Second death: In her narration, Bose said she did not know it, but her travails were only just beginning. “While I was still mourning Taiwo, as if his death was not enough, Kehinde started her own illness. We tried our possible best but it was not enough. She too left us. All this happened towards the end of last month January.
But there was yet more trouble in store for the Akauzu family. During the first week of February, Jisimi, the fourth child, a healthy and energetic boy, began coughing. He was running high temperature and was not accepting his food.
“I gave him pap but he complained it was ‘pepperish. All the herbs that were available in the house were given to him. When there was no improvement, we took him to the hospital but he could not make it.
“The twins were nine months old while their brother was 8. I had six children but death has claimed three and left me with three. My husband is a fisherman but we are not in the season of fishing now so he hasn’t much money with him.
“We cannot afford to go to any of the few private hospitals that are nearby because they charge too high. There is not one Primary Healthcare Centre in this area; the closest is about 20 minutes way by road. Sometimes the PHC staff comes here to immunise the little children. That’s all, ” she explained.
Child killer loose: Bose is not alone in her predicament. Maziling Zanu, another community member that lost his granddaughter also spoke. “My granddaughter started her own sickness on New Year’s Day, 1st January, 2016, but the following day, Saturday, her situation got worse and they brought her to me. I gave her some herbs that I had at home but the situation remained the same so we took her to the hospital. Aside from presenting with symptoms of chickenpox, high temperature and reluctance to eat, her stools were also different from normal.
“On Sunday evening after we brought her back from the hospital, her mother suddenly rushed to my house to raise alarm about her daughter’s condition. By the time she and my wife could get back to the child, she had given up the ghost.”
Agnes whose son suffered the same fate declined to give details. “I leave everything to God,” she muttered.
One of the Chiefs in the community took Vanguard around to see some of the children who had developed the tell tale symptoms of the strange illness, but had benefitted from early intervention by the Lagos State Government.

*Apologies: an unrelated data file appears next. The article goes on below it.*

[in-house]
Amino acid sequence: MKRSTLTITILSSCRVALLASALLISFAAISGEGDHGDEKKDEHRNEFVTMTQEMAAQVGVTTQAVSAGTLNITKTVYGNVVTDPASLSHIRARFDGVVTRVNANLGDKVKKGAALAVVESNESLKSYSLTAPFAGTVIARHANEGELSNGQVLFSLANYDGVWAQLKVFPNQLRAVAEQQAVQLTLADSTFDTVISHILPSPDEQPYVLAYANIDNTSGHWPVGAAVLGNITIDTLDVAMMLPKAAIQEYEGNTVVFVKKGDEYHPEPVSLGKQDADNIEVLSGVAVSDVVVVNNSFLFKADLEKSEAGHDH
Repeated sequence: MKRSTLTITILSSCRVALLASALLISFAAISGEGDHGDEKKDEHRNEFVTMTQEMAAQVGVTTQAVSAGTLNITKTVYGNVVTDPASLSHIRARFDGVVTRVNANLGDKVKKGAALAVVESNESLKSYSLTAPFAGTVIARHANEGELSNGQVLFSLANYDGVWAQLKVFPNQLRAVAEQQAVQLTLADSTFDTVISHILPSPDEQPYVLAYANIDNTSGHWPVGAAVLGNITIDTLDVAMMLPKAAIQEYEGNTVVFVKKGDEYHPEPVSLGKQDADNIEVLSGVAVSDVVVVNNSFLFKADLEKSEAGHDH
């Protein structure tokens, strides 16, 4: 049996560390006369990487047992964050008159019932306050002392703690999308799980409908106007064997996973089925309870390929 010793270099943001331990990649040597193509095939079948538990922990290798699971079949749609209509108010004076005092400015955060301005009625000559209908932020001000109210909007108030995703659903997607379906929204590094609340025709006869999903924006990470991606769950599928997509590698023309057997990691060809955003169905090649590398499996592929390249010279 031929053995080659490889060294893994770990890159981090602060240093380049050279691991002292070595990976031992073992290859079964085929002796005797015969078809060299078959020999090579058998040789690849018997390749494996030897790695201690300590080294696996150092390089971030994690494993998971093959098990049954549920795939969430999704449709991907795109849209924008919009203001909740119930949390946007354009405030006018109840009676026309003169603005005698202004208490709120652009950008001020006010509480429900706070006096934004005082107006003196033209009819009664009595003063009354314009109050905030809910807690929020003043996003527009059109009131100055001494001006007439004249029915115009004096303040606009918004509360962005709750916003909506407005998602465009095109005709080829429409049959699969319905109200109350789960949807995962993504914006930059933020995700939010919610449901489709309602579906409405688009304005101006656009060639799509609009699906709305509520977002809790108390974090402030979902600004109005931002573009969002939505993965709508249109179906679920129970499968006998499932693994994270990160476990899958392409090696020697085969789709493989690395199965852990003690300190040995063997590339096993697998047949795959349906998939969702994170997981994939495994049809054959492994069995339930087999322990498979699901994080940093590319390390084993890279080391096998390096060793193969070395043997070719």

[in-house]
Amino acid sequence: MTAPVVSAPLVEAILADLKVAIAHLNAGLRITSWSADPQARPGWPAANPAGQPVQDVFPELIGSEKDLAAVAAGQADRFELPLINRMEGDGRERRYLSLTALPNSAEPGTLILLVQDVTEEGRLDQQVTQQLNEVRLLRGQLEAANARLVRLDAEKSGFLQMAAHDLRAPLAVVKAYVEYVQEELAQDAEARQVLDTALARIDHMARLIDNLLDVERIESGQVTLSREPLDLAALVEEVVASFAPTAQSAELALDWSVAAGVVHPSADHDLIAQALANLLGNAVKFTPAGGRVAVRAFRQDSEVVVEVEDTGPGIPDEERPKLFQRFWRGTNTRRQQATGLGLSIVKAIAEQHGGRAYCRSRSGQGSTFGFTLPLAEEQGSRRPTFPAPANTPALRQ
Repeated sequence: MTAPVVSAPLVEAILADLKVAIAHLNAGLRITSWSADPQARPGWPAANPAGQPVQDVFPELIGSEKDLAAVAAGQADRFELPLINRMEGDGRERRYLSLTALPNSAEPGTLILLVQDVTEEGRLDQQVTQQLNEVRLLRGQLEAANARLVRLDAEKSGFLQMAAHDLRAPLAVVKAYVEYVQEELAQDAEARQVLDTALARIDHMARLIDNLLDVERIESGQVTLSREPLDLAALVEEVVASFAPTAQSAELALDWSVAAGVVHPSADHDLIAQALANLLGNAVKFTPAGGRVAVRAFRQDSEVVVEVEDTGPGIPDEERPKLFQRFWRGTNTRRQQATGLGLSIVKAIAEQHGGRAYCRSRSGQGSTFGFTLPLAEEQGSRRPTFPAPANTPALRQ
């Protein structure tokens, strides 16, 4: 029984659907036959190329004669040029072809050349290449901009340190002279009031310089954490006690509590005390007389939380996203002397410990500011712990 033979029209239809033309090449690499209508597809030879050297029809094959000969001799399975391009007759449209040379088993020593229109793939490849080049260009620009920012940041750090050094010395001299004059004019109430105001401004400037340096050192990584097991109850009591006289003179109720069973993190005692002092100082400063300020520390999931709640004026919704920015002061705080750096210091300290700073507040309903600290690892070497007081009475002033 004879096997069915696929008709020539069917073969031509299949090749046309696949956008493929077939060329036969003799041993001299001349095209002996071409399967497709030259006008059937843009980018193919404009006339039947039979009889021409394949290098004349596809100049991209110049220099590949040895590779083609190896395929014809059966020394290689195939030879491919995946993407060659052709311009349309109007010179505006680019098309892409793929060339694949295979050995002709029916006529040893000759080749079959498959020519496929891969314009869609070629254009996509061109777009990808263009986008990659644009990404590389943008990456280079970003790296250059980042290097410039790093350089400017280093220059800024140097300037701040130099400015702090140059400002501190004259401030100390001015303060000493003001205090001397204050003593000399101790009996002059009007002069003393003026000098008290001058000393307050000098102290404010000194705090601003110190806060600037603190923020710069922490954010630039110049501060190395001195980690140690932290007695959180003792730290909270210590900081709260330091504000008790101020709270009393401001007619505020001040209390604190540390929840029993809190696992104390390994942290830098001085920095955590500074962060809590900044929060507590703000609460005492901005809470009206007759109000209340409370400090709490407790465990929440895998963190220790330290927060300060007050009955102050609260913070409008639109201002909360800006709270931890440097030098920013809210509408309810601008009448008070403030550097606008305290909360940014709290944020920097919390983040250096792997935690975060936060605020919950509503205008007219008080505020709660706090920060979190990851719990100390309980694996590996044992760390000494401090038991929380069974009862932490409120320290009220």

In a reaction to the development, the Bale Todo of Todo-Gbame, Hupena Dasu, said the strange disease was not limited to their community. He admitted that it commonly struck during the dry season, but the recent level of casualties was alarming
Response to the outbreak
“The disease is called ‘amudi’ just that this year’s casualty is alarming. To be sincere the children that have died are up to 25, even on the day that doctors first came to respond to the outbreak, a child died in their hands. They carried her inside the bus and on their way to the hospital the child died so they returned the corpse to us for burial.”
SOS to govt: “Since government doctors started coming about two weeks ago we have not recorded any casualty. Their coming is frequent and they administer immunisations to the children and give drugs free of charge.
“In this community we are more than 10,000 and our major challenges presently that we are appealing to Lagos State Government to help us with are schools, hospitals, potable water and public toilets.
“We want public toilets because at present, the only way for people to defecate is by the riverside or inside the bush which is not good. We have no good drinking water in this community. Our only source of drinking water is to go to Makoko in Yaba, where some of our people reside.
That is where we would buy the water and transport it with canoes and then sell to the people back here. Due to the advantage that we are very close to river, some people dig small wells close to their houses, which they use to bathe, cook and do domestic washing, but nobody drinks it.”